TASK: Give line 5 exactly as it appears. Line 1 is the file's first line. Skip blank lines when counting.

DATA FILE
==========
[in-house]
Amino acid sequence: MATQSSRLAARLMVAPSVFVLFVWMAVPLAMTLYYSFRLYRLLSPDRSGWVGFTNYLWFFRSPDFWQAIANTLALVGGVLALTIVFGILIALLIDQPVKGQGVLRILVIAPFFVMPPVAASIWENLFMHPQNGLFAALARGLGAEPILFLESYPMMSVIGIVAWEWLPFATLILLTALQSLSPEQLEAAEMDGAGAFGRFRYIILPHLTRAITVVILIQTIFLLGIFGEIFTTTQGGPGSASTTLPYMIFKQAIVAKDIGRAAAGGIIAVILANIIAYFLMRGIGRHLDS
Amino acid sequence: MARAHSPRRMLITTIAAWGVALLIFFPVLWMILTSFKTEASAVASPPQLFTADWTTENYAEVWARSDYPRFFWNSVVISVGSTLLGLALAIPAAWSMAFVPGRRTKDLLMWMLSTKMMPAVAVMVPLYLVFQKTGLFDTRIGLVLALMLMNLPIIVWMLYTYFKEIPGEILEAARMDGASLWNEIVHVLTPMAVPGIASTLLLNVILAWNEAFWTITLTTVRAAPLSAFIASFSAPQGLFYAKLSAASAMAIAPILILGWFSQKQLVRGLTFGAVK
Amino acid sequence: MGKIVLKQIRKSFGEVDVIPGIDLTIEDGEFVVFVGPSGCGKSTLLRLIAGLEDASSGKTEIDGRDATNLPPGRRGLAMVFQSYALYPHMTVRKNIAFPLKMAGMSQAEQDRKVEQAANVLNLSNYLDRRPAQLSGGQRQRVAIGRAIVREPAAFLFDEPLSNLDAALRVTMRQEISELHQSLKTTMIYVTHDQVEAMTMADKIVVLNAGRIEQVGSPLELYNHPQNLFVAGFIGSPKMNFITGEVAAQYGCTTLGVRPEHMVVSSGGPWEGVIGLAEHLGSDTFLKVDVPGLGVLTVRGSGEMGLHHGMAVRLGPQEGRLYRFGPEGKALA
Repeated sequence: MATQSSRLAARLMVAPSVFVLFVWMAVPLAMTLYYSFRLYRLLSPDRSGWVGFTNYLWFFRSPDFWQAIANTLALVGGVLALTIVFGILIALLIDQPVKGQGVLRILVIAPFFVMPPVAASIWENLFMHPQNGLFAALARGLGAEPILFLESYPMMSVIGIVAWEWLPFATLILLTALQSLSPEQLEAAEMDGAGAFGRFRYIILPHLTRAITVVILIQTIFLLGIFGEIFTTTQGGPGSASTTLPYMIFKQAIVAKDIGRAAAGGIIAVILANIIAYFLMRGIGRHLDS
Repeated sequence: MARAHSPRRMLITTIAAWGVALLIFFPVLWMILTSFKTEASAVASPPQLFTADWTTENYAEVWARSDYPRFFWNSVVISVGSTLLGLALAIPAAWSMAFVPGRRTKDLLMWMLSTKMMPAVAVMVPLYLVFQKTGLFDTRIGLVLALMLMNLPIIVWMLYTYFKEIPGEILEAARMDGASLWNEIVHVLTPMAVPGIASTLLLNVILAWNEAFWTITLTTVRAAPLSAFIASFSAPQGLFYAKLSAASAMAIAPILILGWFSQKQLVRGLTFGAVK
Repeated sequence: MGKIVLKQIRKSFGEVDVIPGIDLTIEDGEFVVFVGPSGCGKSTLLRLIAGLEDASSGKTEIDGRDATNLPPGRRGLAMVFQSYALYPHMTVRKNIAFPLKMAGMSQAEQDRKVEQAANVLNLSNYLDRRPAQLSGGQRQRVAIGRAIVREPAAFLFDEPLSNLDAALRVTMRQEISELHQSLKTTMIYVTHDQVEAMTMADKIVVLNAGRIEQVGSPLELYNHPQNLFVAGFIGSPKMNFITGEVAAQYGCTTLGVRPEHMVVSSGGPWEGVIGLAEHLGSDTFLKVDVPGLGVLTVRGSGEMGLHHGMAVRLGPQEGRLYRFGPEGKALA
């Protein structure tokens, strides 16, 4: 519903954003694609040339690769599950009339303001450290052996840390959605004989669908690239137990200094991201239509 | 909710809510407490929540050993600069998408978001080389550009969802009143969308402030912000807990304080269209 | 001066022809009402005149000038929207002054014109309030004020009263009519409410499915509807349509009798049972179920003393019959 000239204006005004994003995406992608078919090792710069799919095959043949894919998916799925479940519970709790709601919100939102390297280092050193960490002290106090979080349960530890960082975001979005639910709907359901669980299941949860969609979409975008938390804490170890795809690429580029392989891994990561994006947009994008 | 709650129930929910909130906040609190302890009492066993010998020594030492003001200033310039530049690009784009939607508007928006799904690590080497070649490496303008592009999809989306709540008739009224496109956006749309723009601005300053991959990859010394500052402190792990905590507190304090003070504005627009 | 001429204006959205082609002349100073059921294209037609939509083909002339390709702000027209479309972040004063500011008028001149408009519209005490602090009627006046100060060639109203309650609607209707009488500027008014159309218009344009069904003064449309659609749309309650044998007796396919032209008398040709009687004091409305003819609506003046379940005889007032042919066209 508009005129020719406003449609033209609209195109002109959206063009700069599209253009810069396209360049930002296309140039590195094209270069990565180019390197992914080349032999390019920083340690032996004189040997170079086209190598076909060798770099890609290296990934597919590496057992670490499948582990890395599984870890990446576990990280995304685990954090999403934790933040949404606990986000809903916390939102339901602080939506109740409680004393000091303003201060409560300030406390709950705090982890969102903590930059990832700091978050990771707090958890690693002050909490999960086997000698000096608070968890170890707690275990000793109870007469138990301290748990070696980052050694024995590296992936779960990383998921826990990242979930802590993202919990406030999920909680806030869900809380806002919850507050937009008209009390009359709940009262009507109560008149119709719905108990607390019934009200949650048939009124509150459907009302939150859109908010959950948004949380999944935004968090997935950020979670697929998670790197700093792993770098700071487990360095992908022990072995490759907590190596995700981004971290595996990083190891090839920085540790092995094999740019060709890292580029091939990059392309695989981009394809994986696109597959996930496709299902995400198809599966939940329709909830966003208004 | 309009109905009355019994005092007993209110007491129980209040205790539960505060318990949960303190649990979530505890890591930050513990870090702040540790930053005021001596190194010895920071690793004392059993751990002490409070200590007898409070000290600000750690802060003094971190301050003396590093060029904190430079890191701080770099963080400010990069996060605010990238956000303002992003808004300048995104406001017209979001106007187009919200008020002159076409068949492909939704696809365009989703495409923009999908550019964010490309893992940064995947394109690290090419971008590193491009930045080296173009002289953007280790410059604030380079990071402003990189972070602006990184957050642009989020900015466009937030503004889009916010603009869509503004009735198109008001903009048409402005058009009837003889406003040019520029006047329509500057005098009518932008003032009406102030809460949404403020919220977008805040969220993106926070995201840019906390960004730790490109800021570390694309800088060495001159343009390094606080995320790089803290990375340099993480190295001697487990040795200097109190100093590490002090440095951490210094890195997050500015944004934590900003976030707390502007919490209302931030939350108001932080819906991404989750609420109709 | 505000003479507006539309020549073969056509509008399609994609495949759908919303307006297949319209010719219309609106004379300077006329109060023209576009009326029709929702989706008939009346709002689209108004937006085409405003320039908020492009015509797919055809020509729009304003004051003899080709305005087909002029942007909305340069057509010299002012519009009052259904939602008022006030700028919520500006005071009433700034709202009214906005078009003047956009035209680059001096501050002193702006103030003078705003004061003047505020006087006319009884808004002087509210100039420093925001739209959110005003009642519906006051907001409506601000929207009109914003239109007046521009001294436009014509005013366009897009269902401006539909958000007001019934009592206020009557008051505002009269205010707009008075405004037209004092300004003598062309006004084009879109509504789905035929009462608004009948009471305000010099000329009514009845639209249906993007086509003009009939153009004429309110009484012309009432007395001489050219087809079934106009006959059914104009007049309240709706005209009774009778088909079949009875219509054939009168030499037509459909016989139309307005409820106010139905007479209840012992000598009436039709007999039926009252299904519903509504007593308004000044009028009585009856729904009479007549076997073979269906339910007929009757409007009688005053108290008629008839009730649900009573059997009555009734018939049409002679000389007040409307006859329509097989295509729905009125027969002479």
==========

Repeated sequence: MATQSSRLAARLMVAPSVFVLFVWMAVPLAMTLYYSFRLYRLLSPDRSGWVGFTNYLWFFRSPDFWQAIANTLALVGGVLALTIVFGILIALLIDQPVKGQGVLRILVIAPFFVMPPVAASIWENLFMHPQNGLFAALARGLGAEPILFLESYPMMSVIGIVAWEWLPFATLILLTALQSLSPEQLEAAEMDGAGAFGRFRYIILPHLTRAITVVILIQTIFLLGIFGEIFTTTQGGPGSASTTLPYMIFKQAIVAKDIGRAAAGGIIAVILANIIAYFLMRGIGRHLDS